Dark Nights Of The Soul

If religion is the opiate of the masses, as Marx said, then why isn't Hollywood out peddling the stuff from every street corner? If movies were all we had to judge from, one might never suspect the enormous resurgence of religious faith in this country. The one thing that moviegoers rarely encounter on screen is much talk of God, discussion of religious identity, any whiff of theology. This--certainly not sex--may be the last cinema taboo. There are myriad reasons, noble and ignoble, for this omission. Perhaps the simplest is that most people who make movies in this country belong overwhelmingly to the secular culture-skeptical and humanistic. Rare is the secular artist who is willing to make the imaginative leap of faith to tackle the subject of faith, to visit the other America where God is as woven into the everyday fabric as television, shopping coupons and tension headaches.

The nerviest thing about The Rapture, Michael Tolkin's outrageously uncompromising first film, is that its central relationship--a love/hate one--is between its born-again protagonist and God. Though David Mamet's Homicide isn't a religious movie, it's about a secular New York cop who, in the middle of a murder case, abruptly undergoes a Jewish identity crisis. The perception that both Tolkin and Mamet intuitively share with true believers is that modern man feels a void in the soul and is desperately looking for something to fill it.

Sharon (Mimi Rogers), the convert in "The Rapture," is a Los Angeles telephone operator who spends her tedious days in a cubicle endlessly dispensing numbers. By night she cruises bars with her Eurotrash buddy (Patrick Bauchau), picking up couples for group sex. Bottoming out in the dark night of her soul, she finds Jesus and joins a sect that's obsessed with prophecies of Armageddon. They await The Rapture, the moment when the Saved will ascend to Heaven at the end of the world.

This may sound bizarre, but it gets much wilder and more painful as Sharon, six years later, and driven by tragedy deeper into fanaticism, journeys to the desert with her daughter (Kimberly Cullum) to await what she believes is The End. And then the movie makes its final, transcendentally bonkers leap into the apocalypse itself. Lurid as this may all seem, "The Rapture" is neither an exploitation movie, an expose, a horror film nor a psychological portrait of a delusional woman. It's a genre unto itself-call it theological film noir. Tolkin neither condescends to the religious experience nor endorses it. But his unnerving movie is built on the assumption of God's existence and Armageddon's imminence. The chilling conclusion--in which Sharon argues with a cruel Deity--is designed not to comfort anyone. Both believers and skeptics must swallow Tolkin's bitter pill.

The Rapture" is far from perfect, but it's a riveting act of provocation. The taut, incisive first half works better than the later stretches. Tolkin, a novelist, hasn't always found images as eloquent as his ideas, nor did he have the budget to save his special effects from B-movie tackiness. But the film's icy passion is wonderfully embodied in Mimi Rogers's unflinching performance. She's never had a role more demanding, and she responds with a haunting, fierce portrayal. Love this movie or hate it, you haven't seen anything like it.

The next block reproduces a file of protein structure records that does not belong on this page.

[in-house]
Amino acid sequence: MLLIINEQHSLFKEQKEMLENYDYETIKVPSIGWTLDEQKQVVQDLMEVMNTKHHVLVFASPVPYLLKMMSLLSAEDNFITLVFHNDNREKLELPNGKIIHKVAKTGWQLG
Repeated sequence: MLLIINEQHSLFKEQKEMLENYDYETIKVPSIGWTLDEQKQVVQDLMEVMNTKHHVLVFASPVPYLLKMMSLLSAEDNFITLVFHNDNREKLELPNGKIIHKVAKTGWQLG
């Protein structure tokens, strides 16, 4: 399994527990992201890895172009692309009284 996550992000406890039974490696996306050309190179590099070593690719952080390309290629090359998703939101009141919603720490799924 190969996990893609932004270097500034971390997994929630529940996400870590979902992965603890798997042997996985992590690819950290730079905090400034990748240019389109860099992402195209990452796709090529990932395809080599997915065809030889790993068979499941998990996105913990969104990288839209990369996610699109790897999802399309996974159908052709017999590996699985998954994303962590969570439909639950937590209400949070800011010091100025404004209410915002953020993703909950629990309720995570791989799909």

The same could be said for Mamet's dark and devious film, though it transpires in the more familiar movie world of cops and crime and conspiracies. It's not quite the real world, however; it's Mametland, that gritty, aggressive, masculine universe looks like reality but sounds like the theater, where every pungent insult and staccato phrase is savored by the actors like a holy wafer. "Homicide," artfully shot by Roger Deakins, is the most visually fluid of Mamet's films ("House of Games," "Things Change") and it shares with his other films a relish for the kind of old-fashioned, rat-tat-tat plotting that entraps its hero (and the audience) in its steel claws.

Bobby Gold (Joe Mantegna at his best) is a police detective in a city rotting with drugs and racial tension. He's a Jew, but his identity is formed by his job, and his loyalty is to his fellow cops, especially his partner Sullivan (William H. Macy). Hot on the trail of a violent drug dealer (Ving Rhames), he stumbles onto another case--the murder of an old Jewish woman who runs a variety store in the black ghetto. The woman's politically well-connected family wants Gold on the case, because he's Jewish. They think her murder is part of an anti-Semitic conspiracy. Gold dismisses their worries as paranoia.

Things change. It wouldn't be fair to give away too many of Mamet's twists and turns, which are fun in themselves. Suffice it to say that Gold is forced to confront his own Jewishness, that he encounters a mysterious cabal of Jewish freedom fighters and that he is radically altered by the experience. But now his loyalties are painfully divided. Mamet follows this tale to its bleak and bitter conclusion, in which the trusting team player is ultimately cast in a traditional Jewish role he hadn't counted on, the eternal outsider.

Scene by well-crafted scene, Mamet holds you in a tight grip. But this movie is troubling. His intricate murder mystery plot may be overdetermined-it doesn't leave enough room to satisfactorily explore the richly suggestive themes of identity, loyalty and betrayal. Gold's transformation seems willed by artistic fiat. The bleakness of his ending is a kind of intellectual cop-out: it reduces all that we've seen to hollow ironies. "Homicide" plays like a house afire; what it adds up to may be less than it seems.

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